Editor's Note: This week, NBC Sports Bay Area will theorize hypothetical front-office acquisitions for each of our teams. Today, we examine a potential move the Kings could make.
It’s never too early to look to the future.
NBC Sports Bay California wants me to play GM for a day, which is more difficult than it seems. What will the salary cap look like this offseason? How will the league deal with the incredible loss of basketball related income? Is the Kings’ core salvageable or does it need a complete reboot?
None of these questions can be answered today, but here is how I would attack the offseason if given the opportunity.
For starters, I would make it known that the team is going to match any offer sheet for shooting guard Bogdan Bogdanovic. That could be expensive, but with so much uncertainty, it is also possible the 27-year-old wing signs his current offer at four-years and just under $52 million.
That leaves some money still in play for the team, barring a complete collapse of the salary cap.
The Free Agent Target
Serge Ibaka, C, Toronto Raptors
After looking like a player on the decline two seasons ago, Ibaka has made a nice recovery over the past two seasons. At 30-years-old (31 in September), Ibaka has made the postseason in all but one of his 10 seasons in the NBA and he won a ring last season with the Raptors.
First and foremost, Ibaka is a winner and the type of veteran presence the Kings search for every summer.
Sacramento has plenty of needs. If they retain Bogdanovic, their guard rotation is pretty much intact. Bringing back veteran Kent Bazemore should be a high priority as well and that would sure up the wing rotation.
Both Harry Giles and Alex Len are unrestricted free agents moving forward, and Marvin Bagley played a total of 13 games due to injury before the shutdown. They have minutes to work with at both power forward and center, but that player needs to be able to fit alongside both Bagley and center Richaun Holmes.
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Ibaka can play both the four and the five, and he shot 39.8 percent from 3-point range last season. He easily fits in the starting lineup alongside either Bagley or Holmes or he can come off the bench as a third big.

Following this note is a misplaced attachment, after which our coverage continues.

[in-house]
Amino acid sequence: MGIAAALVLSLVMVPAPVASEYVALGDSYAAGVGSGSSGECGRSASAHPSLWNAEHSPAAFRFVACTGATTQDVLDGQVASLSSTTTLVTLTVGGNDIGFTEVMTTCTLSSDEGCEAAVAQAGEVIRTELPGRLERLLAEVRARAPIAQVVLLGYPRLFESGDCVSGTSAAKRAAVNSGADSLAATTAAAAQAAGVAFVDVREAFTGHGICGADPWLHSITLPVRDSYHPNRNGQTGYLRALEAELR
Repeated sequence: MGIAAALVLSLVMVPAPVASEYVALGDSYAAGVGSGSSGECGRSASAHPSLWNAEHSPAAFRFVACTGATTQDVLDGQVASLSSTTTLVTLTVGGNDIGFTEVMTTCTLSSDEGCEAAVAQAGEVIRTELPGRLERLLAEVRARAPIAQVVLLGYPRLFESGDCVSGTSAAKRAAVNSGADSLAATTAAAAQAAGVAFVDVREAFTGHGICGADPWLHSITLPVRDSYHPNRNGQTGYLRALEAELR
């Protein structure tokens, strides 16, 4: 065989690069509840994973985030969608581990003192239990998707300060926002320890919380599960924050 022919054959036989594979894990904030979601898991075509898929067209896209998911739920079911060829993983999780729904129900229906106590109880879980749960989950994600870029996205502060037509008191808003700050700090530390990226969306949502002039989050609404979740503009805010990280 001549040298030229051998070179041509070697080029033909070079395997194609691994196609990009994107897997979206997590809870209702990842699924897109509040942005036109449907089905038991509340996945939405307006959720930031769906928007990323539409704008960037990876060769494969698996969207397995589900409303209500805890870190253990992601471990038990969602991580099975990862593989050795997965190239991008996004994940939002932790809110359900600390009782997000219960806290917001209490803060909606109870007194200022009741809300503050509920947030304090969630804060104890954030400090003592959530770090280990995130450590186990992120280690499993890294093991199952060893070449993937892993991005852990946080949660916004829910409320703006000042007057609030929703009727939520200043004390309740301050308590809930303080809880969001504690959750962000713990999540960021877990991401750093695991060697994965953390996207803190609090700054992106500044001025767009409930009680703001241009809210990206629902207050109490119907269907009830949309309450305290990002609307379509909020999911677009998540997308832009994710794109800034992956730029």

Sacramento was interested in both Dedmon and Al Horford last summer for their ability to play alongside Bagley and open the spacing on the floor. They gave Dedmon a three-year, $40 million contract and didn’t even make it past his first trade deadline.
Ibaka is a more proven player than Dedmon with a long track record of success. He’s started 803 regular season games over his career, but over the last few seasons, he’s also shown an ability to work with the second unit.
While he is no longer the shot blocker he was as a young player, Ibaka is a very solid defender that would sure up some of the holes in the Kings’ rotation. In his tenth NBA season, he posted 16 points, 8.3 rebounds and 1.5 assists in 27.5 minutes per game.
Why Ibaka would leave Toronto
The Raptors survived the defection of Kawhi Leonard last summer and are one of the teams to beat again this year if the season ever resumes.
This summer they are faced with the possibility of losing center Marc Gasol, along with guard Fred VanVleet. They are a resilient group up north, but at some point, they are going to have to invigorate the franchise with fresh blood to pair with Pascal Siakam.
Why Ibaka would sign with Sacramento
The Kings have done a solid job of attacking the free agent market over the last few seasons, adding players like George Hill, Zach Randolph, Vince Carter, Nemanja Bjelica, Dewayne Dedmon, Cory Joseph and Trevor Ariza.
General manager Vlade Divac has had to overpay for the services of most of these players and not all of them have worked out as planned. That doesn’t change the fact that the Kings have brought in talent on the open market, which they had struggled to do in the past.
Ibaka is coming off a three-year, $64 million contract that pays him roughly $23.3 million this season. To lure the big man, Sacramento would likely have to come up with Joseph or Dedmon type money, which is roughly three years at a total of $37-40 million with the third season being a team option.
This type of contract would give Ibaka one more solid pay day before he spends the last years of his career chasing another ring at a discounted rate.
Can Sacramento clear enough space?
That’s complicated. The Kings are going to have to wait and see what the NBA decides to do with the salary cap. This isn’t a cut and dry number question like it is in a normal offseason.
Divac and his number crunching assistant GM, Ken Catanella, would have to get creative. Again, retaining Bogdanovic is priority No. 1 and keeping Bazemore in the fold would be a tremendous move as well.
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Sacramento has to wait to see whether Jabari Parker picks up his $6.5 million player option for next season, although his contract is very moveable. They also have the ability to walk away from the final year of Bjelica’s deal, which would save an additional $7.1 million.
Signing Ibaka while retaining Bogdanovic, Bazemore and Bjelica would be ideal, but the uncertainty of the cap will dictate whether that’s possible.